After 25 Year Debut, Mariah Carey’s ‘Christmas’ Anthem Finally Tops the Charts

Posted December 24, 2019 by J Matthew Cobb in News

“All I Want for Christmas Is You” finally hits number one on the pop charts…and it sticks around for second week

Christmas just ain’t Christmas without the one you love…and a few rounds of Mariah Carey’s evergreen holiday bonanza “All I Want for Christmas.”

And it seems like the modern-day carol has finally hit a crescendo; by hitting number one pop on the Billboard Hot 100.

Every year the song seems to register on radio airplay charts, topping even the seasonal Holiday Play charts, but it’s never taken the top spot of America’s beloved jukebox chart. Until last week. And this just in: The song continued its Number One reign for a second week in a row, keeping Lil Uzi Vert‘s “Futsal Shuffle 2020” back at number 2. Carey’s song posted 100,000 more streams than Lil Uzi’s Vert’s song. “All I Want for Christmas” is also the final number one of the 2010’s decade.

“We did it,” Carey tweeted to her fans on social media. The immediate response from the pop diva was short and simple, but proved to be a momentous occasion and a justified honor for a song with incredible steam.













It’s a historic first, where a song with such a throwback date on it climbs to number one pop. And without a remix or a remake or even a slight technological twist. The very original has climbed to the top of the charts almost three-decade later, appealing to generations that hardly grew up with Carey while at her apex. Several outlets, including MTV, have already labeled her the Queen of Christmas.

The mountaintop climb is the culmination of a twenty-five-year trek, reaching back to 1994 when Carey’s third album, Merry Christmas, was originally released. The song itself, styled like Phil Spector’s Wall of Sound achievements and tracing the elements of his 1963 legendary holiday disc (A Christmas Gift for You from Phil Spector), didn’t get initial fanfare when it first dropped, but over the years it’s grown with popularity and has become developed a legend of its own. Some critics have even cited it as one of the greatest holiday songs ever made. with The New Yorker called it “one of the few worthy modern additions to the holiday canon, while Kyle Anderson from MTV wrote that the track was “a majestic anthem full of chimes, sleigh bells, doo-wop flourishes, sweeping strings and one of the most dynamic and clean vocal performances of Carey’s career.”

Penned by Carey alongside longtime writing partner Walter Afanasieff‎;  “All I Want for Christmas Is You” when originally released went as far as number 12 on the Hot 100 Airplay and number 6 on the AC charts. It failed to make the Billboard Hot 100 because her label, Sony, failed to release it as a commercial single. At that time, singles were registered by physical release (pre-digital, streaming age). After recurrent rules were revised, it journeyed up the charts over the years: #21 in 2013; #9 in 2017; #3 in January 2019. It re-charted on December 14th at number 3 on the Hot 100. It becomes the 19th number one hit from Carey, placing her squarely behind the Beatles for the most number ones ever (the Beatles has 20). In most countries, it remains Carey’s best-selling song.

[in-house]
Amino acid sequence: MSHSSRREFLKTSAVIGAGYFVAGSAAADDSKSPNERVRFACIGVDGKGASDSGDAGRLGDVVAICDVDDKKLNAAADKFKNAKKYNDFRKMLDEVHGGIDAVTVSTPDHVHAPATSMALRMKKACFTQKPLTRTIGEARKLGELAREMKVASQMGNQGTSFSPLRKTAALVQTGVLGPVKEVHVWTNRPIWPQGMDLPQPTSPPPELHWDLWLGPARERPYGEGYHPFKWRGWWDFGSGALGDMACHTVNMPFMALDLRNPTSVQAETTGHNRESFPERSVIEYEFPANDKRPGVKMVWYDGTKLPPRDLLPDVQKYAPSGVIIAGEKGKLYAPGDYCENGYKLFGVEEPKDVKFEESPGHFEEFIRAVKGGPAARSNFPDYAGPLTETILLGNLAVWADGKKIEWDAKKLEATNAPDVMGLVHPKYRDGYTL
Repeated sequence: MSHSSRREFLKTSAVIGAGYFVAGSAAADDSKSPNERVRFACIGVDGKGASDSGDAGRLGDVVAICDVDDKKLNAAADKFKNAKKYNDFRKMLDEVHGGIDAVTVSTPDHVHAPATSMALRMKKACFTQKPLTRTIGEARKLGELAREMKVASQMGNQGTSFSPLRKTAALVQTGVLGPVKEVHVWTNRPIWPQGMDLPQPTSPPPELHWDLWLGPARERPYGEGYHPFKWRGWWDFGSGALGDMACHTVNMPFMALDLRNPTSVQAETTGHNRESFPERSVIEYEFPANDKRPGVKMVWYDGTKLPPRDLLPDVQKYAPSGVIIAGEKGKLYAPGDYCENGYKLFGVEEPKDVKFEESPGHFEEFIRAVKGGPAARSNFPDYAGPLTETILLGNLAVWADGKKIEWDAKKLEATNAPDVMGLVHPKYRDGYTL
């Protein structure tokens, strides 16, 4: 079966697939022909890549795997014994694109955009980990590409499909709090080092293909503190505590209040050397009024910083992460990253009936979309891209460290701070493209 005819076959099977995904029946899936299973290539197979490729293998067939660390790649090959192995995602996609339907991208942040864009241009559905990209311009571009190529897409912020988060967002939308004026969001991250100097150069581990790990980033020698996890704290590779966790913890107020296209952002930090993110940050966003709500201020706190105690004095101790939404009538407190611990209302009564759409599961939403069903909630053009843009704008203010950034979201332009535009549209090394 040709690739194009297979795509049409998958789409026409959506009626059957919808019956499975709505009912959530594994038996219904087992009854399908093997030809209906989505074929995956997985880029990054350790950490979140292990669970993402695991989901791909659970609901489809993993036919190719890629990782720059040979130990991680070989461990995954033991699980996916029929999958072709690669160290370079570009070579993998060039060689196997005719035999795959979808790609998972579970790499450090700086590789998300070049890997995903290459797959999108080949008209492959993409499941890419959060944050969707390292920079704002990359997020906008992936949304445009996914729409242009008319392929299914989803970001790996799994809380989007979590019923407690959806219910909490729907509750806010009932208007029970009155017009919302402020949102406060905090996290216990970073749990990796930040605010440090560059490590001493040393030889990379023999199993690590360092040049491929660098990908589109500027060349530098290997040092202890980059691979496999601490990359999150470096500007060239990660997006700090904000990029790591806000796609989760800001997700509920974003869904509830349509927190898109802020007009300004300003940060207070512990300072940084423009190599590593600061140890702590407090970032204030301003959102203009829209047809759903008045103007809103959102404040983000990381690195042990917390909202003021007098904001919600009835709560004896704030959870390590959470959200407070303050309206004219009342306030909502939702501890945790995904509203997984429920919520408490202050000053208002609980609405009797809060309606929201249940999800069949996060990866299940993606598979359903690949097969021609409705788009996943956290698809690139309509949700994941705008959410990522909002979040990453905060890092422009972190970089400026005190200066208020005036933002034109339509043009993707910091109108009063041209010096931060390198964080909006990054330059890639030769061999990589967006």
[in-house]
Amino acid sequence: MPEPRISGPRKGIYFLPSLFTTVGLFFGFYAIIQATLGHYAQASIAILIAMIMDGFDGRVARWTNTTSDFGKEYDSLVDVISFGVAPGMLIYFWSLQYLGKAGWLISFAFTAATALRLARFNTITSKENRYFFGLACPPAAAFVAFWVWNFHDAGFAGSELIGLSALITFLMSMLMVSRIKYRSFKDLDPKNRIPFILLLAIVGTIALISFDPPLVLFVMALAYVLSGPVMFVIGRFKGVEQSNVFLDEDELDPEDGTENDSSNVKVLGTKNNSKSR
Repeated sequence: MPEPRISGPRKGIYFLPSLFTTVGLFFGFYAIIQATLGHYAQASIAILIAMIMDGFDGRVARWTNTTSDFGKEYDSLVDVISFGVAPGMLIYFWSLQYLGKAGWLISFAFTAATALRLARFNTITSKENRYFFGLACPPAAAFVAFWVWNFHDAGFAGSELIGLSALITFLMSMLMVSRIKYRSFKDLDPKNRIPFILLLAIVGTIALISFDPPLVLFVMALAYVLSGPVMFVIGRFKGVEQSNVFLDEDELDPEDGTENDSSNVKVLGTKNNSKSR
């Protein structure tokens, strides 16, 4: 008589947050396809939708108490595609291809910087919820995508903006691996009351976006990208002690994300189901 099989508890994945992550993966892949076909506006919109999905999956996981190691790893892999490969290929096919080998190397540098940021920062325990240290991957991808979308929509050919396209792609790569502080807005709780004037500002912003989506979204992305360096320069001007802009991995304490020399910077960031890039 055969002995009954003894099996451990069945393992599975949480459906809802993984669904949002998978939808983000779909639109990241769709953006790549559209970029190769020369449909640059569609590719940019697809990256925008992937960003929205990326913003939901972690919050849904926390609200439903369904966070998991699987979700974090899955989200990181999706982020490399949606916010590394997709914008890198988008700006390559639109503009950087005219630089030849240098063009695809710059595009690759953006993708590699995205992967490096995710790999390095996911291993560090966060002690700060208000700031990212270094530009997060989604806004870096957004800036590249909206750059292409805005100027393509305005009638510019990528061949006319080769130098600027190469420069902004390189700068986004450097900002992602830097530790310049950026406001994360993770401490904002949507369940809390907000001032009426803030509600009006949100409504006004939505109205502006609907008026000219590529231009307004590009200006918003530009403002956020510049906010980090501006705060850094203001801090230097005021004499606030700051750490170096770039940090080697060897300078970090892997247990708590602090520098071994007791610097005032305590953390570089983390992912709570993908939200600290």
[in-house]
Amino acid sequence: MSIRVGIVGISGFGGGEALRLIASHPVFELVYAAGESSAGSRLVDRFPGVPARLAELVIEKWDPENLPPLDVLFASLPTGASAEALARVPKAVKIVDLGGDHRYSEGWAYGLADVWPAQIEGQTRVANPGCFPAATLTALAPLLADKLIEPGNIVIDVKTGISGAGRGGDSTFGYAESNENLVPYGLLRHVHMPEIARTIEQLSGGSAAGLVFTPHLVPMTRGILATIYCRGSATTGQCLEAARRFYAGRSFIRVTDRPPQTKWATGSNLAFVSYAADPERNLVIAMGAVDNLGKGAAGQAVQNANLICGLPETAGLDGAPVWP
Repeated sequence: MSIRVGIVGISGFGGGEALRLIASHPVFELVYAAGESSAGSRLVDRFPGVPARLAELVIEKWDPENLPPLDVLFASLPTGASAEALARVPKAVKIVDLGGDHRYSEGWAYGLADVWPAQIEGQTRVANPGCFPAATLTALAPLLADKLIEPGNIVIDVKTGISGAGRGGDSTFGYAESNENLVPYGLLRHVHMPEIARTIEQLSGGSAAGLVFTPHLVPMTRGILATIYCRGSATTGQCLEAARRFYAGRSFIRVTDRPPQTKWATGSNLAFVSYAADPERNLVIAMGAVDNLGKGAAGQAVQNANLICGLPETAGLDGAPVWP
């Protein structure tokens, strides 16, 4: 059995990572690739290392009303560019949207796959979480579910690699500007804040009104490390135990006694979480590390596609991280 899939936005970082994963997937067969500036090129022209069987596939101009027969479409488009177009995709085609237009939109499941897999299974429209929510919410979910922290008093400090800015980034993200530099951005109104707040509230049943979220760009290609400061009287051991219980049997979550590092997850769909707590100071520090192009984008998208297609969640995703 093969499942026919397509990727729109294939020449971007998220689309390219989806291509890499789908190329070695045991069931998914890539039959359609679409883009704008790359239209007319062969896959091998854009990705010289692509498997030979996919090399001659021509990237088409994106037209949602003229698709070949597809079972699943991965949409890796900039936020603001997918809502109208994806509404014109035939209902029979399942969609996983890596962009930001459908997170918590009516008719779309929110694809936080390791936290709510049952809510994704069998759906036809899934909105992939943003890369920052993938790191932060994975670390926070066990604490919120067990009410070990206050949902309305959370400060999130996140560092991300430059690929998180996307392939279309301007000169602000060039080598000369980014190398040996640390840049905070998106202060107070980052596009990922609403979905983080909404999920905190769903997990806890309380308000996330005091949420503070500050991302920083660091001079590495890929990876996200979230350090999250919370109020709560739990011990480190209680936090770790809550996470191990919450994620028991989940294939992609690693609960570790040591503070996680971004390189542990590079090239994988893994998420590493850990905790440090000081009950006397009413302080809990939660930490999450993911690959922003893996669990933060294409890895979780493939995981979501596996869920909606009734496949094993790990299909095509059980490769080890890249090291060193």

To date, the song has been verified six times platinum by the RIAA. In the US alone it has earned 45.6 million streams and sold upwards of 27,000 in digital sales. Over 3.4 million purchases of the song have been made since the song has been released in all digital and physical forms.

A new documentary detailing the song’s history and Mariah’s perspective of how it originated has been released this month and was uploaded to YouTube (see video below). Over the years, the song has been analyzers heavily by media outlets like Vox, who carefully noted that the song screams with sensational pop melodies and the infectious bubbly sounds of Phil Spector’s girl group nostalgia.

In other holiday music news this week, Brenda Lee saw her iconic “Rockin’ Around the Christmas Tree,” made famous from the popular 1990 Home Alone film, rise to number three pop, a career-high for the 1958 hit. Burl Ives’ “Holly Jolly Christmas,” originally released in 1965, rounded out the top ten. Earlier this month, it managed to hit number 6.


About the Author

J Matthew Cobb

Managing editor of HiFi Magazine


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